Advent, Day 13

LOOK: Mary by Gertrude H. Fiske

Fiske, Gertrude_Mary
Gertrude H. Fiske (American, 1878–1961), Mary, 1920. Oil on canvas, 39 1/2 × 30 in. (100.3 × 76.2 cm). Davis Museum, Wellesley College, Wellesley, Massachusetts.

In the exhibition catalog Divine Mirrors: The Virgin Mary in the Visual Arts (2001), Rebecca Mongeon writes,

Fiske did not intend to present this Mary as the Virgin Mary, but because they share a name, the viewer begins to notice similarities. Images of the young Virgin Mary present her as innocent and demure, with her head lowered humbly, eyes downcast, and hands drawn to her chest. In Fiske’s portrait, the girl’s innocence is suggested by her youth. Though she may be a teenager, the braids in her hair and the pinafore she wears tie her to childhood. This Mary also slightly bows her head and modestly holds her hands close to her body. In addition, the Virgin’s traditional colors, royal blue and blood red, appear in the long dress worn by Fiske’s Mary. The Virgin’s head is usually framed by a halo; in Fiske’s portrait, a framed picture placed directly behind her Mary’s head creates a haloing effect. (248)

LISTEN: “Ave Maria (The Song for Mary)” by Jason Gray, on Christmas Stories: Repeat the Sounding Joy (2012)

She picks the flowers in the morning
Tucks just a few in her hair
The joy of her mother and father
As she spins around unaware
She carries her song in the evening
And the dreams of all little girls
She carries the bread to the table
She carries the hope of the world

Ave Maria
Ave Maria

Angels can carry glad tidings
Or burdens to bear in the dark
Love can take both fear and wondering
And hold them inside the same heart
You carried hope and a promise
You carried shame and disgrace
Which was the heavier burden
That drew lines in a little girl’s face

Ave Maria, gratia plena
Maria, gratia plena
Maria, gratia plena
Ave, ave dominus
Dominus tecum
Benedicta tu in mulieribus
Et benedictus
Et benedictus fructus ventris
Ventris tui, Jesus

Held by the love you were holding
Is this what it means to be blessed
To carry your hope through the darkness
As it carries you into your rest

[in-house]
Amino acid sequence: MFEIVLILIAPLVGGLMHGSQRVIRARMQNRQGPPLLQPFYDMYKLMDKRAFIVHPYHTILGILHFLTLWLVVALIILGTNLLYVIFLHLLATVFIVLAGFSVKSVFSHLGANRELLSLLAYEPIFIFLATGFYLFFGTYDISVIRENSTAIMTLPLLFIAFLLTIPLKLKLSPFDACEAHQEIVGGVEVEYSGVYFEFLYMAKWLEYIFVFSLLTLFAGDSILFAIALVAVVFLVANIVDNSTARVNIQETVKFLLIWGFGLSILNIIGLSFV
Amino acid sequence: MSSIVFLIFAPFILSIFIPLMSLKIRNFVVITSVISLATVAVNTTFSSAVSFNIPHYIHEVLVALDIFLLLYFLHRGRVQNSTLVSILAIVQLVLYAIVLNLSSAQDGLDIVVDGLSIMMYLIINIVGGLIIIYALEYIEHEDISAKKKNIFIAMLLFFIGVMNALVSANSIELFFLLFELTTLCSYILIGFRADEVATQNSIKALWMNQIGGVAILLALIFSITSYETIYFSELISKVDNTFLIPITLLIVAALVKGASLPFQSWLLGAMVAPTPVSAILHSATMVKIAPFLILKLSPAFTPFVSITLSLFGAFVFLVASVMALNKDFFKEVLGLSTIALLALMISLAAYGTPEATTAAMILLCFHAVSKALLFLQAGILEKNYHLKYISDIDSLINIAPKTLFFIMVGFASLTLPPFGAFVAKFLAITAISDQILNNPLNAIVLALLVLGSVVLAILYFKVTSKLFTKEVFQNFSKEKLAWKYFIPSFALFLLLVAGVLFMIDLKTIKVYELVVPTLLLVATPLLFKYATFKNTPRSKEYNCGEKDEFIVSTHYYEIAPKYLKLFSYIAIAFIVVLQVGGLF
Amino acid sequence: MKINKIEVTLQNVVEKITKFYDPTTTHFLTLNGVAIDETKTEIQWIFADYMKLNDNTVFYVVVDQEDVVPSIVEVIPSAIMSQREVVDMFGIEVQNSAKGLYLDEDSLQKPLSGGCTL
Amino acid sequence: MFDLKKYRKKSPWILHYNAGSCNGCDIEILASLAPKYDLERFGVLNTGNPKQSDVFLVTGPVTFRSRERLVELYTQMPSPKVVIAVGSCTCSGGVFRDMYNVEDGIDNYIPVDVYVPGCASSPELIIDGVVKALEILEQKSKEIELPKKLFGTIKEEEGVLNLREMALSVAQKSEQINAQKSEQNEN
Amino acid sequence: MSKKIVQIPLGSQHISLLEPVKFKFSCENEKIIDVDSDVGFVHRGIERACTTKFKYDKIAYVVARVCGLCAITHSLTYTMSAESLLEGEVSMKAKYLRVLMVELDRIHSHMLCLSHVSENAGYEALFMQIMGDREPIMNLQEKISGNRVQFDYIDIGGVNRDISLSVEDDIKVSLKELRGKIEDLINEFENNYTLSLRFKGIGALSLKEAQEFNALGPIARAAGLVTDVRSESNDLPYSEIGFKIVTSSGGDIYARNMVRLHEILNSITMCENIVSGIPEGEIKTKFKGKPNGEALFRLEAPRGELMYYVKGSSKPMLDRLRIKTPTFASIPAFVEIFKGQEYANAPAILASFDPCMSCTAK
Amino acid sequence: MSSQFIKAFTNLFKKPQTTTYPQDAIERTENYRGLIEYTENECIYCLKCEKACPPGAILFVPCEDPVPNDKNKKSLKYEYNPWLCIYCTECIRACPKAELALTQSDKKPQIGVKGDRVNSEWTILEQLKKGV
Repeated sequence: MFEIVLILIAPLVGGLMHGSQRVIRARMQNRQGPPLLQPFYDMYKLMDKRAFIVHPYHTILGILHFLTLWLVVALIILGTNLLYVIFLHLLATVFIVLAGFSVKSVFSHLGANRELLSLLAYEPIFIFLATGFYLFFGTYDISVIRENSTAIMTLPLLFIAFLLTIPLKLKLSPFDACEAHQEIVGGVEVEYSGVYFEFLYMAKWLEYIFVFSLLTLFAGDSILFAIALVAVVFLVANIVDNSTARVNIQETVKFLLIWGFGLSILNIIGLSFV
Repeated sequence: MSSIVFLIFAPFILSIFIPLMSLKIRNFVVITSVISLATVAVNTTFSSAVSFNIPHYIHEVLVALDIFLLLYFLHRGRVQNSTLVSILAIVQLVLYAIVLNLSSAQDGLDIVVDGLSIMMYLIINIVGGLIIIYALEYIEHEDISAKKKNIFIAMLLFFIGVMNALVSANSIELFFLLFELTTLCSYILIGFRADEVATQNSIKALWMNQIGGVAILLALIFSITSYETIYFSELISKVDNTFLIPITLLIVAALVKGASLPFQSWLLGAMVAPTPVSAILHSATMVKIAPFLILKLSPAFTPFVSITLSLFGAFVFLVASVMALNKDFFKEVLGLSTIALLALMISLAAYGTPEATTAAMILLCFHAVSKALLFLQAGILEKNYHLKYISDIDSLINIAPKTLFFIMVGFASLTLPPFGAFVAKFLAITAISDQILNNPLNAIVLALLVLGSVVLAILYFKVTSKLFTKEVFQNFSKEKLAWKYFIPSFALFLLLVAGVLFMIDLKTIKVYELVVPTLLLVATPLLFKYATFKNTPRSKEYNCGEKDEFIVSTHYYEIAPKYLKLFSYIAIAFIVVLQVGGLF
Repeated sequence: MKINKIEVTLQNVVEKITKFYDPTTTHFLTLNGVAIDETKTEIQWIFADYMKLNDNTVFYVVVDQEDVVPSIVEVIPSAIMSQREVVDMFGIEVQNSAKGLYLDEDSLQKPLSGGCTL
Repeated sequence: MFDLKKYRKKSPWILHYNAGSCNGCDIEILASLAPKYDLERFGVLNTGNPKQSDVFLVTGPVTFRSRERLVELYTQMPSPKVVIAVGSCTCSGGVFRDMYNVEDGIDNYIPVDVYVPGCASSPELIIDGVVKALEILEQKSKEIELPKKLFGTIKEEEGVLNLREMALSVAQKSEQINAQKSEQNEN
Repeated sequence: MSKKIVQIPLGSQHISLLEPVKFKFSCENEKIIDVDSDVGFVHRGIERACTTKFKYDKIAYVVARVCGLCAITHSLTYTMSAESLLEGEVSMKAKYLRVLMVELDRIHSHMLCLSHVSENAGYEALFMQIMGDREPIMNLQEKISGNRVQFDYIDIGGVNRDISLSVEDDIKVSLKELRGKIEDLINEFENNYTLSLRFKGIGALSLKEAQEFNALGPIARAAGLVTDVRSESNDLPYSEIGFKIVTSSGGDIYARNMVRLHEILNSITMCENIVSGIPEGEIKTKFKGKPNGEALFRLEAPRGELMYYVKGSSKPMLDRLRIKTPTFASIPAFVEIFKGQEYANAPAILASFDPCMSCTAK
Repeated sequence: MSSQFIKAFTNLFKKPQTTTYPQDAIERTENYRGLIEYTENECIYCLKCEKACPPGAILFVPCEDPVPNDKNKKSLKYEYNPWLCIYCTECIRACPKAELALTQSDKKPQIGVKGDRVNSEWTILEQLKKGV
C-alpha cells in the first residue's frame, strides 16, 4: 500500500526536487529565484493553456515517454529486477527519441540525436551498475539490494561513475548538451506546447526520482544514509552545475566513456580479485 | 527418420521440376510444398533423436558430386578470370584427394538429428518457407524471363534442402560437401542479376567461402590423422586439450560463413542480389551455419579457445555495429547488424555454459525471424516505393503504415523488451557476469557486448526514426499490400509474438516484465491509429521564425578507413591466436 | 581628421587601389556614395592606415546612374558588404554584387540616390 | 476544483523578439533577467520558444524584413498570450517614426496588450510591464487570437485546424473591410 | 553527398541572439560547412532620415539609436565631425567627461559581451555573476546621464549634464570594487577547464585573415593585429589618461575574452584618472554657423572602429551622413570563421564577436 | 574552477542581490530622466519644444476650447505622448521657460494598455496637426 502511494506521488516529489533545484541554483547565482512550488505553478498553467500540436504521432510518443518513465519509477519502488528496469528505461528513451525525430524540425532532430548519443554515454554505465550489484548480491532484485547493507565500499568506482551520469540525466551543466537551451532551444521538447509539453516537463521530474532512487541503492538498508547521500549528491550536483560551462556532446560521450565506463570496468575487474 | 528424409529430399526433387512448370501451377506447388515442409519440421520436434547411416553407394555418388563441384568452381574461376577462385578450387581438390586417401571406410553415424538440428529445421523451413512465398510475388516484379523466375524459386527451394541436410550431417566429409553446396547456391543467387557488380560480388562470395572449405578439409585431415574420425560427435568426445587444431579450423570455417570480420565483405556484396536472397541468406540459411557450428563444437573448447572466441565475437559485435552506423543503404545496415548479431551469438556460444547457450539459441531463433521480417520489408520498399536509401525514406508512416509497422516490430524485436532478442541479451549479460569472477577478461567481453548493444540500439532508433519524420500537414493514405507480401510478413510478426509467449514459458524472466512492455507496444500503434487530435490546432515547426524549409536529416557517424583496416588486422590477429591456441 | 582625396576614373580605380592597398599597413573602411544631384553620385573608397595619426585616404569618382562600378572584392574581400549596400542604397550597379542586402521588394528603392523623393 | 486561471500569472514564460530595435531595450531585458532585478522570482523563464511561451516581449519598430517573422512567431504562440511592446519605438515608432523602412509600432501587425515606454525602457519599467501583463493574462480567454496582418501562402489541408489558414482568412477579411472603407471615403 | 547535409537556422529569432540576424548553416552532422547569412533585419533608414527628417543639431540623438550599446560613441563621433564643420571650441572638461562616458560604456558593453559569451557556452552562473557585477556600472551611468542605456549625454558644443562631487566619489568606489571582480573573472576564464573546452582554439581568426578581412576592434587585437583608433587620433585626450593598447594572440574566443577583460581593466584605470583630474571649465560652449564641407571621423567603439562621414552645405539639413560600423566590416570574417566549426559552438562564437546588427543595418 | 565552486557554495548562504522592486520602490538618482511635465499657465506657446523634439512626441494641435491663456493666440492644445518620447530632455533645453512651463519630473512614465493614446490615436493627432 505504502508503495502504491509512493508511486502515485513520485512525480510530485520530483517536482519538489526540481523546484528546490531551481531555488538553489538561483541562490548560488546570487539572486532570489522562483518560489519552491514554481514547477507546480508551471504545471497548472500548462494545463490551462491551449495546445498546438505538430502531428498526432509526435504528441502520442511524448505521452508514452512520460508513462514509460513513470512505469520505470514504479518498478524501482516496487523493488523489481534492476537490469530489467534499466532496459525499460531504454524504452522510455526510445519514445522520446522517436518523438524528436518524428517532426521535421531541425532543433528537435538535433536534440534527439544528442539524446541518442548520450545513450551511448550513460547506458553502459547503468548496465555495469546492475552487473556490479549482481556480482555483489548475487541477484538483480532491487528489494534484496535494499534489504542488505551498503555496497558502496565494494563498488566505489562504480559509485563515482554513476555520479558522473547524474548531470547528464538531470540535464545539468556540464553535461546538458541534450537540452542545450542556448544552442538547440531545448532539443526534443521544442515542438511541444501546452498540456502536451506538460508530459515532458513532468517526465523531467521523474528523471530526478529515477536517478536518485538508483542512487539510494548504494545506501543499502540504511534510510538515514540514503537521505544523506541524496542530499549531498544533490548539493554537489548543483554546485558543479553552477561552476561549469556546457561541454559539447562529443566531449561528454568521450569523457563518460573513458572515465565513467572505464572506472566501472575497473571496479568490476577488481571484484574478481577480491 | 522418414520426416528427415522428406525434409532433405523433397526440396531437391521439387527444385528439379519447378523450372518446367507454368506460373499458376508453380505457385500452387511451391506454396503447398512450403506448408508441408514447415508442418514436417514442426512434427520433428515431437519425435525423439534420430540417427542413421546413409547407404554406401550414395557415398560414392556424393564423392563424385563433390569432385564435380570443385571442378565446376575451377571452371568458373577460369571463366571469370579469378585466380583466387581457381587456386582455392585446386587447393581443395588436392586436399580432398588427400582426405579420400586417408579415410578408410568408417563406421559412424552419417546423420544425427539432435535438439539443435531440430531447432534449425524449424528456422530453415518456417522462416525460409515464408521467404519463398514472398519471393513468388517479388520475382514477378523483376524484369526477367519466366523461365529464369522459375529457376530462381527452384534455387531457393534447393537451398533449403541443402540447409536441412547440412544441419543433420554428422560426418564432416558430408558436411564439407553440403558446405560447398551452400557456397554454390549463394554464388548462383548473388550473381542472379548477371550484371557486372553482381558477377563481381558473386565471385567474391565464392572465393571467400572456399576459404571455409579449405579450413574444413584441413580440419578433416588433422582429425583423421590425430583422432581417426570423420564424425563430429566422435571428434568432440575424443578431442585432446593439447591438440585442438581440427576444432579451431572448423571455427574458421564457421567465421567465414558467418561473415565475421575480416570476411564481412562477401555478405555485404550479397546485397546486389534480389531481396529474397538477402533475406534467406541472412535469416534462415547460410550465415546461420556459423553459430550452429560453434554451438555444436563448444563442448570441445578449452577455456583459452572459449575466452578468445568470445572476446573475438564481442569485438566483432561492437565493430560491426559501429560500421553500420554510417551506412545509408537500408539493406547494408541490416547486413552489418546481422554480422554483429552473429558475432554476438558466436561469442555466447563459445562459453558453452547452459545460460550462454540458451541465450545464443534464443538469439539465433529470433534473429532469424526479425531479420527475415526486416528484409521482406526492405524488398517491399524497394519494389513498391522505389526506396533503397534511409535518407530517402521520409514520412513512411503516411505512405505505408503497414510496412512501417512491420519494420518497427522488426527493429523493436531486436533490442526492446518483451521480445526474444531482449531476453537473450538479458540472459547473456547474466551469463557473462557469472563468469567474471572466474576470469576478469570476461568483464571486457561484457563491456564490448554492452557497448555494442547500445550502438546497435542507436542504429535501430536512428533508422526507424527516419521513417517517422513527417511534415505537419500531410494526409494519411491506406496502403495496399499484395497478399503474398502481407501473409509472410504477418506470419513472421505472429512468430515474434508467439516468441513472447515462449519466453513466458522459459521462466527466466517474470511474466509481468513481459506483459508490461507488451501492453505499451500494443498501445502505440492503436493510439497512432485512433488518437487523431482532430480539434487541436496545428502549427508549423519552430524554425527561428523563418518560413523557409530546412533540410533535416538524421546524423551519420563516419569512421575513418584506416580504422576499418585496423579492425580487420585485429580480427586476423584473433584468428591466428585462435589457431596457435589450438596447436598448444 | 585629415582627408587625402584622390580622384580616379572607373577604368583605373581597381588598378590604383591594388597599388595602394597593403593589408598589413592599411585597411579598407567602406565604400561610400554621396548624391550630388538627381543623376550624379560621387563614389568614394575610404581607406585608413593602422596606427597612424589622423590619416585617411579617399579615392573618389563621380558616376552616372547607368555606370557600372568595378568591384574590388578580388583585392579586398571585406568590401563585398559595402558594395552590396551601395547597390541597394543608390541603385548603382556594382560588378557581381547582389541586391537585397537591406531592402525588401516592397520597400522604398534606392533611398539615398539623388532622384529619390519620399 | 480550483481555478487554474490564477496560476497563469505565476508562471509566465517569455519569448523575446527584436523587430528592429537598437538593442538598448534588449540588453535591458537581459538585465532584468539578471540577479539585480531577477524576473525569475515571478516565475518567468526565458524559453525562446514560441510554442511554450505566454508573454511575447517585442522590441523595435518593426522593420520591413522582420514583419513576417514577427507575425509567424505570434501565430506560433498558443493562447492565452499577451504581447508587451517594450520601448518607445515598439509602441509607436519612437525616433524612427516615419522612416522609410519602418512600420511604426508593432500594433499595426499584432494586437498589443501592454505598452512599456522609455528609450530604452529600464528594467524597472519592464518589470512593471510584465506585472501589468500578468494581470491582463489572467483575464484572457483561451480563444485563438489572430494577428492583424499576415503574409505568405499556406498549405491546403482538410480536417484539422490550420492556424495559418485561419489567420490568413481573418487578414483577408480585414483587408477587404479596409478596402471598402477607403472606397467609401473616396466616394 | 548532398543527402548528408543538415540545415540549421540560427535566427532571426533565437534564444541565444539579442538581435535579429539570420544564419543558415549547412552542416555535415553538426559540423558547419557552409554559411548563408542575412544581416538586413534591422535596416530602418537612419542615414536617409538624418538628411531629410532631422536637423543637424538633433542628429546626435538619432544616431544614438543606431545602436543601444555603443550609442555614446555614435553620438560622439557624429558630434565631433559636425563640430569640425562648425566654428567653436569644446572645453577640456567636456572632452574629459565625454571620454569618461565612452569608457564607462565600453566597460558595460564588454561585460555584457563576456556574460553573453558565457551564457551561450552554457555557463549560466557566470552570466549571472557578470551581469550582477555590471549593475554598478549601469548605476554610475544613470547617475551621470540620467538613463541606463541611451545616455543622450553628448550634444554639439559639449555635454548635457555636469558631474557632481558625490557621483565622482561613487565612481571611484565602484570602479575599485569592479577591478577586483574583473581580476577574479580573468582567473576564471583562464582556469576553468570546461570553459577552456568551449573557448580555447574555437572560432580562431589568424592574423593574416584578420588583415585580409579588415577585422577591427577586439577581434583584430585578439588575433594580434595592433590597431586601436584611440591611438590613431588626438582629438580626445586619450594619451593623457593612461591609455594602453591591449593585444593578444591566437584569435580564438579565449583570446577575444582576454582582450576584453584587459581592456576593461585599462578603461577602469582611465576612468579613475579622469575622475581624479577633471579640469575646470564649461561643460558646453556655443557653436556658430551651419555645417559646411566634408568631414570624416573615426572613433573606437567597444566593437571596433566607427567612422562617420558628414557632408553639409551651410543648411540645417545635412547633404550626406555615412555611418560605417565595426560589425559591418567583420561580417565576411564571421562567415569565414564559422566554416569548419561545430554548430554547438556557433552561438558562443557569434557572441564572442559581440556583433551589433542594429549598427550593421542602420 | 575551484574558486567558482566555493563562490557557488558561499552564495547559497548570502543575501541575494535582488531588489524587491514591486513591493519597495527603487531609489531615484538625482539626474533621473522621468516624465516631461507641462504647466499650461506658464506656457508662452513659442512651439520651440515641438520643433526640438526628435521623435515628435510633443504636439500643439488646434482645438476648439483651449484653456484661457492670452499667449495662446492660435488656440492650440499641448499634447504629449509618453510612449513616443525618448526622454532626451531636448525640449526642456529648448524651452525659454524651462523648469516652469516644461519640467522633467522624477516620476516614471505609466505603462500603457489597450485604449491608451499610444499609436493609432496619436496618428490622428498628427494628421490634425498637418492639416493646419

Ave Maria
Ave Maria

Singer-songwriter Jason Gray describes the vision behind the song:

When Nichole Nordeman, Cason Cooley, and I were conceptualizing this song, the idea was that musically it would be something like Michael Bublé meets Elvis and that lyrically it would zoom in on very personal details of what it might have been like in Mary’s world and then zoom out to the broad historical view, going back and forth between personal/intimate/rooted in the story that belonged to Mary alone, and then timeless/big picture/rooted in the story that belongs to all of humanity.

As a kid growing up Protestant, I sometimes felt like I didn’t quite know what to do with Mary—it seemed to my young mind that maybe she belonged more to my Catholic friends, so I felt tentative around the idea of her. But she has since become very dear to my heart and an inspiration to me—the progenitor of all who are called to bear Christ to the world.

My hope was to write a song that would contain both a very earthy picture of Mary intermingled with an otherworldly reverence of the mother of Christ. I love getting to sing it every year.

Hear Gray discuss the song further in this two-minute video, especially the double-sided nature of being “chosen”:

The refrain is, of course, a traditional Roman Catholic prayer in Latin, set to the famous tune by Franz Schubert (who actually wrote the tune for a Walter Scott poem!). Taken from the words of the angel Gabriel and, later, Elizabeth to Mary, it translates to “Hail Mary, full of grace, the Lord is with thee; blessed art thou among women, and blessed is the fruit of thy womb, Jesus.”

I love how Gray’s adaptation of the Ave Maria captures Mary’s youthful innocence and the sense of her being forever changed by God’s call on her life.

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